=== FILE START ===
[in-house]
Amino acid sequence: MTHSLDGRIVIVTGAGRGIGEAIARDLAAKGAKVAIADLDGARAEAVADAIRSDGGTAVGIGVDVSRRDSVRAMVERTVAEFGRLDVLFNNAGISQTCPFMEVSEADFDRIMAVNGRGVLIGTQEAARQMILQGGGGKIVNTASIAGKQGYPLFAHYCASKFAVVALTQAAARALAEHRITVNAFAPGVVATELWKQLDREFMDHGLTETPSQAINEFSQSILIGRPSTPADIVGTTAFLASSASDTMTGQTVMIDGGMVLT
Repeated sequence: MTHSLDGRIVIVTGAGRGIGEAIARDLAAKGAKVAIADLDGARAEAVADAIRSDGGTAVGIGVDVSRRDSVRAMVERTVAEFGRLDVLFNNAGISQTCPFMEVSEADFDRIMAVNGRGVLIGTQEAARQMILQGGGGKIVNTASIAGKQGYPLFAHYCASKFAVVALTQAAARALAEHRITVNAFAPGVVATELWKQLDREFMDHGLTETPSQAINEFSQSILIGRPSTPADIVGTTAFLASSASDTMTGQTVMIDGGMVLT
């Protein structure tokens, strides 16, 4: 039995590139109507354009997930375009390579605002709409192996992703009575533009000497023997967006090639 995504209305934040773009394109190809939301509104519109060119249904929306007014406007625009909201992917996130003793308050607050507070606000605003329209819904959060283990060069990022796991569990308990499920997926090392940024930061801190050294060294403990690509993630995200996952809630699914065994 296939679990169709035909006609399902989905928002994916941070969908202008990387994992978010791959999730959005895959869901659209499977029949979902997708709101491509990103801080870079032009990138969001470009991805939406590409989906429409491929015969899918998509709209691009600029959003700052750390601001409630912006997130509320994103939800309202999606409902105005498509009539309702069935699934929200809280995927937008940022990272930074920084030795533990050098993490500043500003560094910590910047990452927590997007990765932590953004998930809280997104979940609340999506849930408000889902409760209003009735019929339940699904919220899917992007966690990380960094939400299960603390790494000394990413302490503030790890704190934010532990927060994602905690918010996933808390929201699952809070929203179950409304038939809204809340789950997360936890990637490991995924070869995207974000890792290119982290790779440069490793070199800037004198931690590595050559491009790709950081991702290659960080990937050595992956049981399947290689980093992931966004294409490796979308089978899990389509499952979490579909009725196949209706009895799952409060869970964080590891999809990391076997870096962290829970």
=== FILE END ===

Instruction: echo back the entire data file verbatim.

[in-house]
Amino acid sequence: MTHSLDGRIVIVTGAGRGIGEAIARDLAAKGAKVAIADLDGARAEAVADAIRSDGGTAVGIGVDVSRRDSVRAMVERTVAEFGRLDVLFNNAGISQTCPFMEVSEADFDRIMAVNGRGVLIGTQEAARQMILQGGGGKIVNTASIAGKQGYPLFAHYCASKFAVVALTQAAARALAEHRITVNAFAPGVVATELWKQLDREFMDHGLTETPSQAINEFSQSILIGRPSTPADIVGTTAFLASSASDTMTGQTVMIDGGMVLT
Repeated sequence: MTHSLDGRIVIVTGAGRGIGEAIARDLAAKGAKVAIADLDGARAEAVADAIRSDGGTAVGIGVDVSRRDSVRAMVERTVAEFGRLDVLFNNAGISQTCPFMEVSEADFDRIMAVNGRGVLIGTQEAARQMILQGGGGKIVNTASIAGKQGYPLFAHYCASKFAVVALTQAAARALAEHRITVNAFAPGVVATELWKQLDREFMDHGLTETPSQAINEFSQSILIGRPSTPADIVGTTAFLASSASDTMTGQTVMIDGGMVLT
């Protein structure tokens, strides 16, 4: 039995590139109507354009997930375009390579605002709409192996992703009575533009000497023997967006090639 995504209305934040773009394109190809939301509104519109060119249904929306007014406007625009909201992917996130003793308050607050507070606000605003329209819904959060283990060069990022796991569990308990499920997926090392940024930061801190050294060294403990690509993630995200996952809630699914065994 296939679990169709035909006609399902989905928002994916941070969908202008990387994992978010791959999730959005895959869901659209499977029949979902997708709101491509990103801080870079032009990138969001470009991805939406590409989906429409491929015969899918998509709209691009600029959003700052750390601001409630912006997130509320994103939800309202999606409902105005498509009539309702069935699934929200809280995927937008940022990272930074920084030795533990050098993490500043500003560094910590910047990452927590997007990765932590953004998930809280997104979940609340999506849930408000889902409760209003009735019929339940699904919220899917992007966690990380960094939400299960603390790494000394990413302490503030790890704190934010532990927060994602905690918010996933808390929201699952809070929203179950409304038939809204809340789950997360936890990637490991995924070869995207974000890792290119982290790779440069490793070199800037004198931690590595050559491009790709950081991702290659960080990937050595992956049981399947290689980093992931966004294409490796979308089978899990389509499952979490579909009725196949209706009895799952409060869970964080590891999809990391076997870096962290829970």